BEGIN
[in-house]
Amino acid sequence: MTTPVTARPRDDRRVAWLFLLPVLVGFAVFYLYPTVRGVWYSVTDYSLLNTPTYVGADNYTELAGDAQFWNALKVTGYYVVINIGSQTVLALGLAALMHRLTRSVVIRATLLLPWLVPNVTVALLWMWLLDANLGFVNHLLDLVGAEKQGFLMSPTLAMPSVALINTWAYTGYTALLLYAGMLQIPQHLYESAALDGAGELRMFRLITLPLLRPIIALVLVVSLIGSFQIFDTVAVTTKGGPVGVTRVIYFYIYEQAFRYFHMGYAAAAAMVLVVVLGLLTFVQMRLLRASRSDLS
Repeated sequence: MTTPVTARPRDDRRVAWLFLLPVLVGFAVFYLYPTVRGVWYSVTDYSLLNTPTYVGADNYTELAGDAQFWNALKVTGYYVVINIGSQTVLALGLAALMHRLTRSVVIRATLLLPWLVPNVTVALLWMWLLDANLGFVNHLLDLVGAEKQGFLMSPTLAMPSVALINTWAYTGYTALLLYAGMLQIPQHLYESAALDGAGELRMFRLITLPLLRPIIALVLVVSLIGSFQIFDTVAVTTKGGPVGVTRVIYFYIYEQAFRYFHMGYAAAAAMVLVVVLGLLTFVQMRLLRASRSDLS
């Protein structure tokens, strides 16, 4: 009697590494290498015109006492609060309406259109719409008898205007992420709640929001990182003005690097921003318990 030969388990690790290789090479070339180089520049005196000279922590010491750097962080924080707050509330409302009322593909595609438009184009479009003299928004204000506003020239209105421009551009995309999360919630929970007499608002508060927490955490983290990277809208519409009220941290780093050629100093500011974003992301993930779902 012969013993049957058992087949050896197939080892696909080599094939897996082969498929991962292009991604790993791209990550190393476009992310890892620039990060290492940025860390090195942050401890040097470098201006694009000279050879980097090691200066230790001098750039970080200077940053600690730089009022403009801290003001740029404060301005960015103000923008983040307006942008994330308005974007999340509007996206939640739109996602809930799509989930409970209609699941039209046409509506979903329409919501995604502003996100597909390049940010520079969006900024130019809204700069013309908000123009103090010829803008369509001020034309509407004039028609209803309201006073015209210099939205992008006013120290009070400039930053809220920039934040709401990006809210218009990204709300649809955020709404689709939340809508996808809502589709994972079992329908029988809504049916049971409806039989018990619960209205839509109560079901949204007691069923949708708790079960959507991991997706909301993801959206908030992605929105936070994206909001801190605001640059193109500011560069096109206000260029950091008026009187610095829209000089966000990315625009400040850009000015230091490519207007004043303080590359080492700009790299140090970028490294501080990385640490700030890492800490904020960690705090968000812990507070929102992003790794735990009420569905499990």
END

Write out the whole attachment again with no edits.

[in-house]
Amino acid sequence: MTTPVTARPRDDRRVAWLFLLPVLVGFAVFYLYPTVRGVWYSVTDYSLLNTPTYVGADNYTELAGDAQFWNALKVTGYYVVINIGSQTVLALGLAALMHRLTRSVVIRATLLLPWLVPNVTVALLWMWLLDANLGFVNHLLDLVGAEKQGFLMSPTLAMPSVALINTWAYTGYTALLLYAGMLQIPQHLYESAALDGAGELRMFRLITLPLLRPIIALVLVVSLIGSFQIFDTVAVTTKGGPVGVTRVIYFYIYEQAFRYFHMGYAAAAAMVLVVVLGLLTFVQMRLLRASRSDLS
Repeated sequence: MTTPVTARPRDDRRVAWLFLLPVLVGFAVFYLYPTVRGVWYSVTDYSLLNTPTYVGADNYTELAGDAQFWNALKVTGYYVVINIGSQTVLALGLAALMHRLTRSVVIRATLLLPWLVPNVTVALLWMWLLDANLGFVNHLLDLVGAEKQGFLMSPTLAMPSVALINTWAYTGYTALLLYAGMLQIPQHLYESAALDGAGELRMFRLITLPLLRPIIALVLVVSLIGSFQIFDTVAVTTKGGPVGVTRVIYFYIYEQAFRYFHMGYAAAAAMVLVVVLGLLTFVQMRLLRASRSDLS
């Protein structure tokens, strides 16, 4: 009697590494290498015109006492609060309406259109719409008898205007992420709640929001990182003005690097921003318990 030969388990690790290789090479070339180089520049005196000279922590010491750097962080924080707050509330409302009322593909595609438009184009479009003299928004204000506003020239209105421009551009995309999360919630929970007499608002508060927490955490983290990277809208519409009220941290780093050629100093500011974003992301993930779902 012969013993049957058992087949050896197939080892696909080599094939897996082969498929991962292009991604790993791209990550190393476009992310890892620039990060290492940025860390090195942050401890040097470098201006694009000279050879980097090691200066230790001098750039970080200077940053600690730089009022403009801290003001740029404060301005960015103000923008983040307006942008994330308005974007999340509007996206939640739109996602809930799509989930409970209609699941039209046409509506979903329409919501995604502003996100597909390049940010520079969006900024130019809204700069013309908000123009103090010829803008369509001020034309509407004039028609209803309201006073015209210099939205992008006013120290009070400039930053809220920039934040709401990006809210218009990204709300649809955020709404689709939340809508996808809502589709994972079992329908029988809504049916049971409806039989018990619960209205839509109560079901949204007691069923949708708790079960959507991991997706909301993801959206908030992605929105936070994206909001801190605001640059193109500011560069096109206000260029950091008026009187610095829209000089966000990315625009400040850009000015230091490519207007004043303080590359080492700009790299140090970028490294501080990385640490700030890492800490904020960690705090968000812990507070929102992003790794735990009420569905499990």